Welsh svarabhakti as stem allomorphy
by Pavel Iosad (University of Edinburgh)
In this paper I propose an analysis of the repairs of sonority sequencing violations in South Welsh in terms of a non-phonological process of stem allomorphy. As documented by Hannahs (2009), modern Welsh uses a variety of strategies to avoid word-final rising-sonority consonant clusters, depending in part on the number of syllables in the word. In particular, while some lexical items epenthesise a copy of the rightmost underlying vowel in the word, others delete one of the consonants in the cluster. In this paper, I argue that at least the deletion is not a live phonological process, and suggest viewing it as an instance of stem allomorphy in a stratal OT framework (Bermúdez-Otero 2013). This accounts for the lexical specificity of the pattern, which has been understated in the literature, and for the fact that cyclic misapplication of deletion and diachronic change are constrained by part-of-speech boundaries.
Enclisis/proclisis alternations in Romance: allomorphies and (re)ordering
by M. Rita Manzini & Leonardo M. Savoia (Università di Firenze)
Romance clitic pronouns appear to the left of the verb in I and to the right of the verb in C. This alternation correlates with (a) allomorphy, specifically l- vs. zero; (b) stress shifts; (c) reordering of the clitic string. The alternations in (a)-(c) are also observed between non-negative and negative contexts. The key points of our analysis are: (i) the l- segment is associated with definite content; (ii) interpretively, pronouns scope out of modal/non-veridical operators; (iii) syntactically, the exponent for modality/nonveridicality may have the pronoun in its domain; (iv) externalization of the l- segment is found when semantic scope (ii) and syntactic configuration (iii) are mismatched. Therefore allomorphies (including also stress), far from being morphophonological quirks, contribute to the externalization of syntactico-semantic notions of nonveridicality. In dealing with clitic (re)ordering we propose a model based on the dissociation between Merge and linear order. Phrasal constituents are ordered to the right of the verb in Romance; clitics mirror them in that they are ordered to the left, while keeping the Merge relations constant.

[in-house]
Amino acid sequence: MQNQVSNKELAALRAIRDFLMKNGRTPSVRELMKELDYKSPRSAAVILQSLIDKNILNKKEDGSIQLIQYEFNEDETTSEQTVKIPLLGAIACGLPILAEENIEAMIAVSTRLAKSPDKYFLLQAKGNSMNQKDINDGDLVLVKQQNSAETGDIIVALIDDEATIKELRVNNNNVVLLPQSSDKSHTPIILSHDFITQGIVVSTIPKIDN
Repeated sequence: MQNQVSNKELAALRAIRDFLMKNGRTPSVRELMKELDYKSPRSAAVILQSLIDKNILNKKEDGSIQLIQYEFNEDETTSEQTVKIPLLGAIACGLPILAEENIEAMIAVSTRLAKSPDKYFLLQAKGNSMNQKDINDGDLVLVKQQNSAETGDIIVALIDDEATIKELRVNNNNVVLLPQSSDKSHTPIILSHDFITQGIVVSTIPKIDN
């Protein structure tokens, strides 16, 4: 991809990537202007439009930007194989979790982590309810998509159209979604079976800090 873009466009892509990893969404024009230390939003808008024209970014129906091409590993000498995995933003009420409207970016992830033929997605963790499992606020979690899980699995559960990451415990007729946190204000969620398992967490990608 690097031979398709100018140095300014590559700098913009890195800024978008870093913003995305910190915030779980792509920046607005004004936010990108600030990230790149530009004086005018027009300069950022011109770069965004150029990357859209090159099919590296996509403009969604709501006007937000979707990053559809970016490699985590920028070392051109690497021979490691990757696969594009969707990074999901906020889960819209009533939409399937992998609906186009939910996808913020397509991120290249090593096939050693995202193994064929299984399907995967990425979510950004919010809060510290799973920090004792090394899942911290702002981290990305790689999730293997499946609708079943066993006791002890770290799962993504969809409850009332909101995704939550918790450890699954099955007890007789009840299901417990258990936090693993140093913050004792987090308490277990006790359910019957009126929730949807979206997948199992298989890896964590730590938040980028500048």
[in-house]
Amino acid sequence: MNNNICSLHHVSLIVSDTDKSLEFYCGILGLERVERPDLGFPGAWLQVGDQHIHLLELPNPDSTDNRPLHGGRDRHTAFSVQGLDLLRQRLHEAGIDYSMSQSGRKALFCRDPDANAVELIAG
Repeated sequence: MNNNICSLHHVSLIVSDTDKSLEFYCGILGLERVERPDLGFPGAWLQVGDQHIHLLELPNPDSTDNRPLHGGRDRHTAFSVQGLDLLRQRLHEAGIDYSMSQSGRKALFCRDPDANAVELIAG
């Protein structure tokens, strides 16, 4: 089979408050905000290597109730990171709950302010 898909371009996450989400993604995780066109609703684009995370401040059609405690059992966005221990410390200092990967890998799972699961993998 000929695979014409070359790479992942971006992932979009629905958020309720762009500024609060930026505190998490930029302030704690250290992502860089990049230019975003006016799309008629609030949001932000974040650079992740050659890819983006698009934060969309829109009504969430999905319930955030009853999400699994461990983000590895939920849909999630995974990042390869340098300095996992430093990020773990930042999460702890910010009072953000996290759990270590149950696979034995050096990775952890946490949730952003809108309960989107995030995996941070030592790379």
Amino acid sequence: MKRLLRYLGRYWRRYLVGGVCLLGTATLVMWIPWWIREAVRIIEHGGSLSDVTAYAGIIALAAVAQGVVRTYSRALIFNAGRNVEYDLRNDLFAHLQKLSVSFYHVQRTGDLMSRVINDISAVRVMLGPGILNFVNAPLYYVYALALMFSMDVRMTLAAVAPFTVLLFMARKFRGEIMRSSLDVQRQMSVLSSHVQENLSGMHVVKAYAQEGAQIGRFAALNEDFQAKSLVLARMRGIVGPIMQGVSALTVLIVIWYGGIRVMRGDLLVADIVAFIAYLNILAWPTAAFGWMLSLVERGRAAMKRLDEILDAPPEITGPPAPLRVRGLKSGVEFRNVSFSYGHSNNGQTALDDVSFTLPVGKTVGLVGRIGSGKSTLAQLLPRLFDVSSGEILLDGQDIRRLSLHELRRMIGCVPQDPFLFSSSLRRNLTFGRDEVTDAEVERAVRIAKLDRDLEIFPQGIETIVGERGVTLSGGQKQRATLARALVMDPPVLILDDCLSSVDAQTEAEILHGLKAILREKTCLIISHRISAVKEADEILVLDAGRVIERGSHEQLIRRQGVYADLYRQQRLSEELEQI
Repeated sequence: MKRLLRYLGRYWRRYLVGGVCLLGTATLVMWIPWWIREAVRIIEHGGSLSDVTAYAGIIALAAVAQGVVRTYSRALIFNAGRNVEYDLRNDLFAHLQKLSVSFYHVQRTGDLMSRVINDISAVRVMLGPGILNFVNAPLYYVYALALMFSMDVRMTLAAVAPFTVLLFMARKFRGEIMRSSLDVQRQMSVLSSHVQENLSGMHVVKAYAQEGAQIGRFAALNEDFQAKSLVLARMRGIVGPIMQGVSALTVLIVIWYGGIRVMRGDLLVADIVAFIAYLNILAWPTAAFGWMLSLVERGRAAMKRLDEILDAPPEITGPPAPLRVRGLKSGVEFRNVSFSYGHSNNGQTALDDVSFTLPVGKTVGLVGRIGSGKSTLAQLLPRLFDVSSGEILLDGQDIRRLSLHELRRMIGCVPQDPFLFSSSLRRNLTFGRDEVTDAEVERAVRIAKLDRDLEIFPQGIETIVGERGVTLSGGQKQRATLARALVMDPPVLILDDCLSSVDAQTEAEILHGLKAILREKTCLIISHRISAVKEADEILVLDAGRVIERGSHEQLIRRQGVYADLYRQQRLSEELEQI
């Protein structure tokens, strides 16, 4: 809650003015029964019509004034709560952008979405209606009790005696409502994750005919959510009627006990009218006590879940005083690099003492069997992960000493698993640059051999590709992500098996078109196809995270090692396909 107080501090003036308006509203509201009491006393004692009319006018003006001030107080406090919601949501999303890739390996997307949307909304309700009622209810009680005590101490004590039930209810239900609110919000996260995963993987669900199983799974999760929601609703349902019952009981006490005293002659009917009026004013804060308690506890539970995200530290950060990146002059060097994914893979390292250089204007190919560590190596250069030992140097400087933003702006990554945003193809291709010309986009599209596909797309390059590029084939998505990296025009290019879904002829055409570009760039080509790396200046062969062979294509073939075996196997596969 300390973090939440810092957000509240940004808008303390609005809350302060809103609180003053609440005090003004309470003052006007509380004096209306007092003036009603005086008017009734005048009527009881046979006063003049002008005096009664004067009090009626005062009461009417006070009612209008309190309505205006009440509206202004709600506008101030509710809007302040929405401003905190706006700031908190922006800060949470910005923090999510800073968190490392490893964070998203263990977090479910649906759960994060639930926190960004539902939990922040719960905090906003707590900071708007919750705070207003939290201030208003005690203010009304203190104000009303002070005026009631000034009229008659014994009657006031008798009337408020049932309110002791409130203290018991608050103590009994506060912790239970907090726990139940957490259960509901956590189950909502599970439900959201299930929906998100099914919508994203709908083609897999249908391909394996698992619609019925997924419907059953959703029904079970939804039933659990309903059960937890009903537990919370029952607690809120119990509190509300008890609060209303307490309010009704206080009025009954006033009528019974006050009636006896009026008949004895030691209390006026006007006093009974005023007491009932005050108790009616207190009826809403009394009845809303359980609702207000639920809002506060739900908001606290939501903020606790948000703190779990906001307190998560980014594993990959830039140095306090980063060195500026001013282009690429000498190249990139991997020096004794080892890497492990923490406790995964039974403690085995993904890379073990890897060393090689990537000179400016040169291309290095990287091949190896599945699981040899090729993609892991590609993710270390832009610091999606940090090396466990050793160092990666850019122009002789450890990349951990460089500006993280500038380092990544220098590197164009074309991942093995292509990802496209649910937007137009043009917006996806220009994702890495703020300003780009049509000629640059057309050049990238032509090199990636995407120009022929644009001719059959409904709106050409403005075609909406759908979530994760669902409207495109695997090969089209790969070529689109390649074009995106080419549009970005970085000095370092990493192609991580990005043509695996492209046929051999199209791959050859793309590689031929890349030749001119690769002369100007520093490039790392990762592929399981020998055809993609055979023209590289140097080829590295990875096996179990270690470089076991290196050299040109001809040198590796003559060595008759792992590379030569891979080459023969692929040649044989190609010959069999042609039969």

Notes on the nominal system of Bashkardi
by Agnes Korn (CNRS / UMR Mondes iranien et indien)
This article studies the nominal system and noun phrase of Bashkardi, a language of the Iranian family spoken in Southern Iran in the region of Bashakerd. Bashkardi is a very little studied language, and is in particular need of being documented because it is a minority language endangered by heavy influence from Persian. The article is based on recordings made by Ilya Gershevitch in 1956.
In discussing the Bashkardi nominal system, I compare it to that of geographically or historically neighbouring languages such as Balochi, spoken nearby in the province (and also in the form of the Koroshi dialect spoken in Fars province to the west). From a historical perspective, Middle Persian and Parthian, the only two Western Iranian languages attested from Middle Iranian times, are adduced to elucidate the development of the Bashkardi nominal system.
I argue that the nominal system of Bashkardi agrees with Persian and other Western Ir. languages in having lost the distinction between direct and oblique case (preserved in Kurmanji, Balochi etc.), but that a trace of the oblique case might be present in the possessive marker -ī. Like Middle Persian, Bashkardi employs adpositions to mark syntactic relations, but none of these is used in a systematic way as of yet.